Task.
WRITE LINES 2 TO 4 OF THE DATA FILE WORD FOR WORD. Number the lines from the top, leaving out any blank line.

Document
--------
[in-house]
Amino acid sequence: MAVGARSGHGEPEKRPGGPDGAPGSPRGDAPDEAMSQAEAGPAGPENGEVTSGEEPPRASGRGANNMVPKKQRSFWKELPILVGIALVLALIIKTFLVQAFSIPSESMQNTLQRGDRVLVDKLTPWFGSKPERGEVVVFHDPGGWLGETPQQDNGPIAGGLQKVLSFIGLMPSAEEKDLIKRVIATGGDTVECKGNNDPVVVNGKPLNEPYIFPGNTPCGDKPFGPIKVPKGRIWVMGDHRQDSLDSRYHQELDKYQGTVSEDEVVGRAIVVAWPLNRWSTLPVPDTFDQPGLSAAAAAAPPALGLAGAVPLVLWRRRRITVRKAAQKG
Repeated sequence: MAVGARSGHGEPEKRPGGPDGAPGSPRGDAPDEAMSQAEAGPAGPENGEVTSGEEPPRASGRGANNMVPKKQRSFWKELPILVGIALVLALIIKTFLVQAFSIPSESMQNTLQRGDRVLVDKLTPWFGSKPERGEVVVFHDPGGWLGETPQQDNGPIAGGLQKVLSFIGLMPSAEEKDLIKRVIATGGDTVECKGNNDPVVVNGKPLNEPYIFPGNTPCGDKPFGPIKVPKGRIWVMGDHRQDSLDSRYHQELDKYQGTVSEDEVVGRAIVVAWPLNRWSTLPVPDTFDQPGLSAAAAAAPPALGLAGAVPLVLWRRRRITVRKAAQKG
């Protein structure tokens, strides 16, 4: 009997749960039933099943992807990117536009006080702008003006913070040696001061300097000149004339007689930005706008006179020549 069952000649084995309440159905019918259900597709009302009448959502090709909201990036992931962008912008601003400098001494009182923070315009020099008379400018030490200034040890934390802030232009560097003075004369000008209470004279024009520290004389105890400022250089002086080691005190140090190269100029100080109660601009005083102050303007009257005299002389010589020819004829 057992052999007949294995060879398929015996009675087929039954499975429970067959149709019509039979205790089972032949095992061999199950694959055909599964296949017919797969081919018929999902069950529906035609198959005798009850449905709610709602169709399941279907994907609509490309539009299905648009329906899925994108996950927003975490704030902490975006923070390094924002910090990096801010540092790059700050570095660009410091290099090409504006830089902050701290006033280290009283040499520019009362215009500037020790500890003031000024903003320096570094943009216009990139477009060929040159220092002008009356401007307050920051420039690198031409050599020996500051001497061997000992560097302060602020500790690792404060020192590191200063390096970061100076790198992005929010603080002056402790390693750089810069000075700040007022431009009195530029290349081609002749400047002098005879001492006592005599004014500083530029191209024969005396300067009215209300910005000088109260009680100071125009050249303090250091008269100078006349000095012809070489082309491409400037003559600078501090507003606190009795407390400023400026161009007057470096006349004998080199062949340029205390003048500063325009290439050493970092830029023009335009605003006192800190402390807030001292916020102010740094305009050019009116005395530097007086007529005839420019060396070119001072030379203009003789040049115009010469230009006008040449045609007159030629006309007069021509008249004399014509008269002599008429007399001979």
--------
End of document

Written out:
Amino acid sequence: MAVGARSGHGEPEKRPGGPDGAPGSPRGDAPDEAMSQAEAGPAGPENGEVTSGEEPPRASGRGANNMVPKKQRSFWKELPILVGIALVLALIIKTFLVQAFSIPSESMQNTLQRGDRVLVDKLTPWFGSKPERGEVVVFHDPGGWLGETPQQDNGPIAGGLQKVLSFIGLMPSAEEKDLIKRVIATGGDTVECKGNNDPVVVNGKPLNEPYIFPGNTPCGDKPFGPIKVPKGRIWVMGDHRQDSLDSRYHQELDKYQGTVSEDEVVGRAIVVAWPLNRWSTLPVPDTFDQPGLSAAAAAAPPALGLAGAVPLVLWRRRRITVRKAAQKG
Repeated sequence: MAVGARSGHGEPEKRPGGPDGAPGSPRGDAPDEAMSQAEAGPAGPENGEVTSGEEPPRASGRGANNMVPKKQRSFWKELPILVGIALVLALIIKTFLVQAFSIPSESMQNTLQRGDRVLVDKLTPWFGSKPERGEVVVFHDPGGWLGETPQQDNGPIAGGLQKVLSFIGLMPSAEEKDLIKRVIATGGDTVECKGNNDPVVVNGKPLNEPYIFPGNTPCGDKPFGPIKVPKGRIWVMGDHRQDSLDSRYHQELDKYQGTVSEDEVVGRAIVVAWPLNRWSTLPVPDTFDQPGLSAAAAAAPPALGLAGAVPLVLWRRRRITVRKAAQKG
């Protein structure tokens, strides 16, 4: 009997749960039933099943992807990117536009006080702008003006913070040696001061300097000149004339007689930005706008006179020549 069952000649084995309440159905019918259900597709009302009448959502090709909201990036992931962008912008601003400098001494009182923070315009020099008379400018030490200034040890934390802030232009560097003075004369000008209470004279024009520290004389105890400022250089002086080691005190140090190269100029100080109660601009005083102050303007009257005299002389010589020819004829 057992052999007949294995060879398929015996009675087929039954499975429970067959149709019509039979205790089972032949095992061999199950694959055909599964296949017919797969081919018929999902069950529906035609198959005798009850449905709610709602169709399941279907994907609509490309539009299905648009329906899925994108996950927003975490704030902490975006923070390094924002910090990096801010540092790059700050570095660009410091290099090409504006830089902050701290006033280290009283040499520019009362215009500037020790500890003031000024903003320096570094943009216009990139477009060929040159220092002008009356401007307050920051420039690198031409050599020996500051001497061997000992560097302060602020500790690792404060020192590191200063390096970061100076790198992005929010603080002056402790390693750089810069000075700040007022431009009195530029290349081609002749400047002098005879001492006592005599004014500083530029191209024969005396300067009215209300910005000088109260009680100071125009050249303090250091008269100078006349000095012809070489082309491409400037003559600078501090507003606190009795407390400023400026161009007057470096006349004998080199062949340029205390003048500063325009290439050493970092830029023009335009605003006192800190402390807030001292916020102010740094305009050019009116005395530097007086007529005839420019060396070119001072030379203009003789040049115009010469230009006008040449045609007159030629006309007069021509008249004399014509008269002599008429007399001979």